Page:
“I guess I’ll work into my 70s so my Social Security check will be as much as possible. I just know I’m gonna end up living with my daughter and her husband. Never thought that would be me.”
Please, Allow Me to Speak Some Captain Obvious Truths.
Look around you. See any real estate you can buy for nothin’ down that is in even only a slightly below average quality? No, ya don’t. Why is that? Cuz troubled properties in decent areas are bought by investors with horsepower. They’re generally not acquired by zero down buyers using so-called ‘creative’ financing. And pullleeaase don’t label me old fashioned for that statement. Back in the day, when truly creative financing was the only avenue to survival, we in SoCal and a few other densely populated markets showed the rest of the country how to do it. We weren’t super smart by any stretch. I know I wasn’t. We were desperate though, and that’s the truth of it. We brought the wraparound mortgage into the real estate investment vernacular.
The ‘subject to‘ transaction became almost a default strategy not only for investors, but for homebuyers too. Boy, did they get slaughtered. Aside from the few exceptions out there today who’re openly advising those taking title to property subject to existing loans to be straightforward with lenders up front, the subject to approach is now considered by many to be safe. A fantasy if ever there was one. Again, I’m not gonna belabor it, but this latest generation of subject to buyers will be systematically decimated by lenders when the interest rates rise to a point that provides enough incentive to do so. I know, cuz I’ve seen ’em do it. They’ll show the same emotion as a surgeon does when makin’ the initial incision on a patient. God bless those who counsel transparency with the lenders. I respect and admire you tremendously.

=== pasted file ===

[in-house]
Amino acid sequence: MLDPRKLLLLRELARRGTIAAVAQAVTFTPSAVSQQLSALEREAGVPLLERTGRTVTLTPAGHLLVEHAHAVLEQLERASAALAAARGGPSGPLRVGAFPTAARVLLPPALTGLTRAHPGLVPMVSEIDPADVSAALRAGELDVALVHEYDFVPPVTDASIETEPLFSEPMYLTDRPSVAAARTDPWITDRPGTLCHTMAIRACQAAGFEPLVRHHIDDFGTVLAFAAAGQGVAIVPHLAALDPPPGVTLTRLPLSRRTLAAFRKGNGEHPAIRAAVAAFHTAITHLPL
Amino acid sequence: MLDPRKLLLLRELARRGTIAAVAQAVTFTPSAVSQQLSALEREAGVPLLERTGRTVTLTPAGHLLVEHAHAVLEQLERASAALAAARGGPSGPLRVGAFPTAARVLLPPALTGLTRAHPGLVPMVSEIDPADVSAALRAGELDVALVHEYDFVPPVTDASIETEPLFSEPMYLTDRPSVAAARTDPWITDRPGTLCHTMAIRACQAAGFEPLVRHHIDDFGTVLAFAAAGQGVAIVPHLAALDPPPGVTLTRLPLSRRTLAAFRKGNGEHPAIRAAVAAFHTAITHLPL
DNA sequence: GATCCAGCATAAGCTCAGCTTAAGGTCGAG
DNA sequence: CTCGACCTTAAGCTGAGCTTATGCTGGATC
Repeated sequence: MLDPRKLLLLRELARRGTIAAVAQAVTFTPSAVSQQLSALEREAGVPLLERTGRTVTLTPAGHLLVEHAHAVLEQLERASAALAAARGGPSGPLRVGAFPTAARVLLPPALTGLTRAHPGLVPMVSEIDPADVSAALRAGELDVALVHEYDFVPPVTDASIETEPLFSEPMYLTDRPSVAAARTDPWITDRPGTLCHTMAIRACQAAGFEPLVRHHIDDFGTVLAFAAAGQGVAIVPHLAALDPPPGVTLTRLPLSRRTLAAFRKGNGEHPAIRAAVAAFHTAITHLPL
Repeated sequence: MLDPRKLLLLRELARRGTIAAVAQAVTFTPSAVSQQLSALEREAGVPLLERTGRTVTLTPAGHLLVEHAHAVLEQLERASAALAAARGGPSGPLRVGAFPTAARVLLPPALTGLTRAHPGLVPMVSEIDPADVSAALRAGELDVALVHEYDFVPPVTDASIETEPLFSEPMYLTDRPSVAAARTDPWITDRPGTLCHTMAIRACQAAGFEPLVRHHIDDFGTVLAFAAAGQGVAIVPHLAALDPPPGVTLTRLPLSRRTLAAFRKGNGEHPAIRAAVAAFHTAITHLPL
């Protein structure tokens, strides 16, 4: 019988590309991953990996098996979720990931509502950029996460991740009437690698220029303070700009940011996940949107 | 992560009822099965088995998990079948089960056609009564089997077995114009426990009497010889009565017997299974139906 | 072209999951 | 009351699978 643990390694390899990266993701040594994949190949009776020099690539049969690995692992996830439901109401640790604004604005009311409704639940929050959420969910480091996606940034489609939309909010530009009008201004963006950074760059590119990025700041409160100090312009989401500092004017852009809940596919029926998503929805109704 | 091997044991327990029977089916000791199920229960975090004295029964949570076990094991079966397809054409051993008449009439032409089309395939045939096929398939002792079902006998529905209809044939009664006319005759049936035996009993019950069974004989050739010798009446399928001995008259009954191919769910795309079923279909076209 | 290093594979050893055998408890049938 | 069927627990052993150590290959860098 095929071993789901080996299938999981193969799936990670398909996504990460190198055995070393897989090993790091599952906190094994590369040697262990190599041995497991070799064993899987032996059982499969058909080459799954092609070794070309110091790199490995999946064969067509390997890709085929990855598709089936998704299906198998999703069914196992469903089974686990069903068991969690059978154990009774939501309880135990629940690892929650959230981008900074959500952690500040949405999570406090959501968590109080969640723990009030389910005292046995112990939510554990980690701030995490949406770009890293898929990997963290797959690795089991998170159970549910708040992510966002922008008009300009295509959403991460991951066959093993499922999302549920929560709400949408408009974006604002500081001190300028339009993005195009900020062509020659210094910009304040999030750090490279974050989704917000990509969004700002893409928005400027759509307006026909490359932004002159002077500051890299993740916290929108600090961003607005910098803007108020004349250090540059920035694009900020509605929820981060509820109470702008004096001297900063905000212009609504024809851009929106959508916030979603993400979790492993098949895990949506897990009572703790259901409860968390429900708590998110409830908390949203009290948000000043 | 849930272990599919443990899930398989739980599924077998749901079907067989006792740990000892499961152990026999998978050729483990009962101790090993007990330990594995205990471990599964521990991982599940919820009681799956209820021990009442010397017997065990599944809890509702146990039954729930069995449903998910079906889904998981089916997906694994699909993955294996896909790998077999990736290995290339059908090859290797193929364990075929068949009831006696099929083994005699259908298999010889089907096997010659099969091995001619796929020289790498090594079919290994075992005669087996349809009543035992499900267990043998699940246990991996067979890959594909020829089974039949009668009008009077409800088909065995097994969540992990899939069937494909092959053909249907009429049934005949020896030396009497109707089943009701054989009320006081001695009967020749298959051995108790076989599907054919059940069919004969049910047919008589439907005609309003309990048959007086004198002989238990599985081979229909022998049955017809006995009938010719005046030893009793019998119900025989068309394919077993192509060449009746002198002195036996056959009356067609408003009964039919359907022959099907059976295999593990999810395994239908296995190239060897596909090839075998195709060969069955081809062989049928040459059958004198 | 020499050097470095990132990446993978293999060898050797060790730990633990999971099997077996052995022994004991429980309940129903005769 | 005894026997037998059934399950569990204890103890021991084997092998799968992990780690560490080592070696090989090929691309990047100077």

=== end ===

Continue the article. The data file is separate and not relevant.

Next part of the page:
Knowledge gaps + flaunting fundamental investment principles – time, almost always equals a sad ending.
We can learn from our mistakes. I’ve lost three properties, the last one in about 1982 or so. All three were lost cuz I thought I was smarter than the market, and worse, smarter than investment principles. I call these principles the physics of investing. Fortunately for me, my mistakes ended at 31. But what if I’d been 61? I shudder to think of it.
At some point there’s not enough time to make up for our lack of knowledge, wishful thinking, or just plain stubbornness. My third property loss at 31 was due to combining all three, the triple crown. Fundamental principles and time, when combined, are undefeated. Use them for your benefit, or go against them and pay the price. Here’s the sneaky thing about investment fundamentals, at least a few of ’em. Sometimes we can go against ’em and still not lose, even win. But over time — their most powerful weapon — they’ll win the war, regardless of losing a battle or two here ‘n there.
Time can be your best friend, a fond acquaintance, or your fiercest enemy. But for middle aged and older folks, though it might not be as good a friend as it once was, it needn’t be your enemy. We can’t make up time when it comes to retiring. There are too many outside factors for which we harbor little or no control.
Stop buyin’ into the myth of no risk, no skin in the game, or end runs around contractual realities. You have a better chance of coming out a winner at the roulette table. Way better.
Avoid making time your enemy at all costs.
Photo: János Balázs